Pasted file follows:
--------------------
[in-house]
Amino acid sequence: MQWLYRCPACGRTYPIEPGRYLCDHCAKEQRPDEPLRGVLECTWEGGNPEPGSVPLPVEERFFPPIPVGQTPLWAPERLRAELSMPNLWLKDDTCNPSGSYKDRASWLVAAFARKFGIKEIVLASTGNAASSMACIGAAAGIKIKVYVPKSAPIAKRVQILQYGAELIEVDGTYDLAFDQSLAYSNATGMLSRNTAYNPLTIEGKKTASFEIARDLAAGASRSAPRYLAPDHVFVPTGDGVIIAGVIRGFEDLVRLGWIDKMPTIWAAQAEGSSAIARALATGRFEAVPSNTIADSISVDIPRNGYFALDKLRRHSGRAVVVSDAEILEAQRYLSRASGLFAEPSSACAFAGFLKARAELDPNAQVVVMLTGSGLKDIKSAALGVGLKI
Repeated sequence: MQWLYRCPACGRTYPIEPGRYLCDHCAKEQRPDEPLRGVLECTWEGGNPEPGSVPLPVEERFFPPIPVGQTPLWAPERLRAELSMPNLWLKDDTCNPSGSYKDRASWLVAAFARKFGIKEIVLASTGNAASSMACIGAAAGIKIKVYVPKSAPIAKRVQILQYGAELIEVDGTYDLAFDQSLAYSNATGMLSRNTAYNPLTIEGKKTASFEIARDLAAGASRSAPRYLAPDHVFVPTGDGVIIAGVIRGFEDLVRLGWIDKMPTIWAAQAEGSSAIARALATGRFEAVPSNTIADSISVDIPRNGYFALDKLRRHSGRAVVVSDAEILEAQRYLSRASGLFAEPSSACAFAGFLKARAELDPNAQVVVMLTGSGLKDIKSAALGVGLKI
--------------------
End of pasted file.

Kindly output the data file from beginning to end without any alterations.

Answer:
[in-house]
Amino acid sequence: MQWLYRCPACGRTYPIEPGRYLCDHCAKEQRPDEPLRGVLECTWEGGNPEPGSVPLPVEERFFPPIPVGQTPLWAPERLRAELSMPNLWLKDDTCNPSGSYKDRASWLVAAFARKFGIKEIVLASTGNAASSMACIGAAAGIKIKVYVPKSAPIAKRVQILQYGAELIEVDGTYDLAFDQSLAYSNATGMLSRNTAYNPLTIEGKKTASFEIARDLAAGASRSAPRYLAPDHVFVPTGDGVIIAGVIRGFEDLVRLGWIDKMPTIWAAQAEGSSAIARALATGRFEAVPSNTIADSISVDIPRNGYFALDKLRRHSGRAVVVSDAEILEAQRYLSRASGLFAEPSSACAFAGFLKARAELDPNAQVVVMLTGSGLKDIKSAALGVGLKI
Repeated sequence: MQWLYRCPACGRTYPIEPGRYLCDHCAKEQRPDEPLRGVLECTWEGGNPEPGSVPLPVEERFFPPIPVGQTPLWAPERLRAELSMPNLWLKDDTCNPSGSYKDRASWLVAAFARKFGIKEIVLASTGNAASSMACIGAAAGIKIKVYVPKSAPIAKRVQILQYGAELIEVDGTYDLAFDQSLAYSNATGMLSRNTAYNPLTIEGKKTASFEIARDLAAGASRSAPRYLAPDHVFVPTGDGVIIAGVIRGFEDLVRLGWIDKMPTIWAAQAEGSSAIARALATGRFEAVPSNTIADSISVDIPRNGYFALDKLRRHSGRAVVVSDAEILEAQRYLSRASGLFAEPSSACAFAGFLKARAELDPNAQVVVMLTGSGLKDIKSAALGVGLKI